Can Ship Repair Workers Get Compensation for Asbestos Illnesses?
If you work in ship repair and have been exposed to asbestos due to employer or manufacturer negligence, you may be eligible for compensation. Many industry workers have sued after being diagnosed with asbestosis, mesothelioma, or other related conditions.
A mesothelioma lawyer can help you make your case and provide guidance for accessing mesothelioma trust funds. These are just two examples of shipyard repair workers who were able to get compensation through lawsuits:
- Richard Walmach filed a lawsuit against Foster Wheeler after working as a Navy machinist at Puget Sound Naval Shipyard for decades. He worked in repair and used a jackhammer to remove asbestos insulation from boilers made by the company. Walmach died from mesothelioma after filing the lawsuit, but his family won a $5.2 million jury award.
- Bert Minton worked as a repair supervisor at Newport News Shipbuilding during peak asbestos years. He developed mesothelioma decades later. He sued Exxon over the asbestos on its oil tankers that led to his illness. He won a $25 million award against the company.
If you or a loved one have a mesothelioma diagnosis and worked in a shipyard, contact an asbestos law firm. You have a right to seek compensation for the negligent harm asbestos companies caused.Get Your FREE Mesothelioma Packet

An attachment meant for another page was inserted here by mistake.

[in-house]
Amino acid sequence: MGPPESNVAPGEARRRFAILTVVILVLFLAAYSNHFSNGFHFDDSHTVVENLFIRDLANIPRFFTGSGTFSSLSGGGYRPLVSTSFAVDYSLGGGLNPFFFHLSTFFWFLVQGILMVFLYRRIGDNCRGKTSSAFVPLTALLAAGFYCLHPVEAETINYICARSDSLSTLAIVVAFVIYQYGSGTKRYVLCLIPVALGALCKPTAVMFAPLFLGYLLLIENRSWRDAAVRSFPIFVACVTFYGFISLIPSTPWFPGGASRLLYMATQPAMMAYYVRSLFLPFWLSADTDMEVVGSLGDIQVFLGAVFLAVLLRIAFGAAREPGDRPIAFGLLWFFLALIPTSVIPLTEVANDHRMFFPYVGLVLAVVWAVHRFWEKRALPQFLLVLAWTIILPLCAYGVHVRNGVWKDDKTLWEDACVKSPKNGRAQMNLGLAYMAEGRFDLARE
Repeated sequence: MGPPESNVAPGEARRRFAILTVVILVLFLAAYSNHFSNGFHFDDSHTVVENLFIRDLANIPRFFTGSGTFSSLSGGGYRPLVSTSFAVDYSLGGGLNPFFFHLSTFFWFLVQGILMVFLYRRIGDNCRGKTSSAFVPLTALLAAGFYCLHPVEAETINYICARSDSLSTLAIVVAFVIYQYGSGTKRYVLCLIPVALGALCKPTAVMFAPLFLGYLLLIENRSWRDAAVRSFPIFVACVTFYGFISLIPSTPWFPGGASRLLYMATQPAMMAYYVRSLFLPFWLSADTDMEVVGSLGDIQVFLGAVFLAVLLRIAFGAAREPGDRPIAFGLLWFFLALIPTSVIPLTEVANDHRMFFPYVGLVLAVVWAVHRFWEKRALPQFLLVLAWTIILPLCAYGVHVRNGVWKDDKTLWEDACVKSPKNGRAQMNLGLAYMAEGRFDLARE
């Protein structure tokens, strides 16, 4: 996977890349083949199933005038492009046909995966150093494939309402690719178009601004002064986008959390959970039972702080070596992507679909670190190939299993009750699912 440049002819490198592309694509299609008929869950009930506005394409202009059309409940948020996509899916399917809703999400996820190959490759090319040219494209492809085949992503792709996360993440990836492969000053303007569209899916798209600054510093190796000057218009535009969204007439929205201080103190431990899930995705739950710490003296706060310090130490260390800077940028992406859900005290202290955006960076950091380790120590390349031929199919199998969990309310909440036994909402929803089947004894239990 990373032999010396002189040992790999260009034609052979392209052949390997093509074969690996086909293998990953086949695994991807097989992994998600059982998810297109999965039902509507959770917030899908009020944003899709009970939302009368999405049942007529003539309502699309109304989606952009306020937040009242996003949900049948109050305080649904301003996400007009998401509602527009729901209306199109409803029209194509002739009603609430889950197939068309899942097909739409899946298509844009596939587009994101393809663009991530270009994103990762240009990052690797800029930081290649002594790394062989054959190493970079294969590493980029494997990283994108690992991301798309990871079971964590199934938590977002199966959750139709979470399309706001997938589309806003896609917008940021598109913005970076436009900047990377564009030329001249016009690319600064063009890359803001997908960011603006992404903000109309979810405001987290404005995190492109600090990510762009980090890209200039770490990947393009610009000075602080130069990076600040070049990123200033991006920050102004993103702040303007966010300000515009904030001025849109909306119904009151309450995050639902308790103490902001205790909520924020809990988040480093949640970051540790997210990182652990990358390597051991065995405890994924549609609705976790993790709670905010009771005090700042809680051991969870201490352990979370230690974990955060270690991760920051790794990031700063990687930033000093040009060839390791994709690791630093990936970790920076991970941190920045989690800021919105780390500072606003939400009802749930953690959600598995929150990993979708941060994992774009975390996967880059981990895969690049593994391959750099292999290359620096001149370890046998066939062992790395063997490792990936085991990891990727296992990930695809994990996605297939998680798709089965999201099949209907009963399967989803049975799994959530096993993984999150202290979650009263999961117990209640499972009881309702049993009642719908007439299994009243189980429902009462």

Page Written by Mary Ellen Ellis
Mary Ellen Ellis has been the head writer for Mesothelioma.net since 2016. With hundreds of mesothelioma and asbestos articles to her credit, she is one of the most experienced writers on these topics. Her degrees and background in science and education help her explain complicated medical topics for a wider audience. Mary Ellen takes pride in providing her readers with the critical information they need following a diagnosis of an asbestos-related illness.
Page Edited by Patient Advocate Dave Foster
Dave has been a mesothelioma Patient Advocate for over 10 years. He consistently attends all major national and international mesothelioma meetings. In doing so, he is able to stay on top of the latest treatments, clinical trials, and research results. He also personally meets with mesothelioma patients and their families and connects them with the best medical specialists and legal representatives available.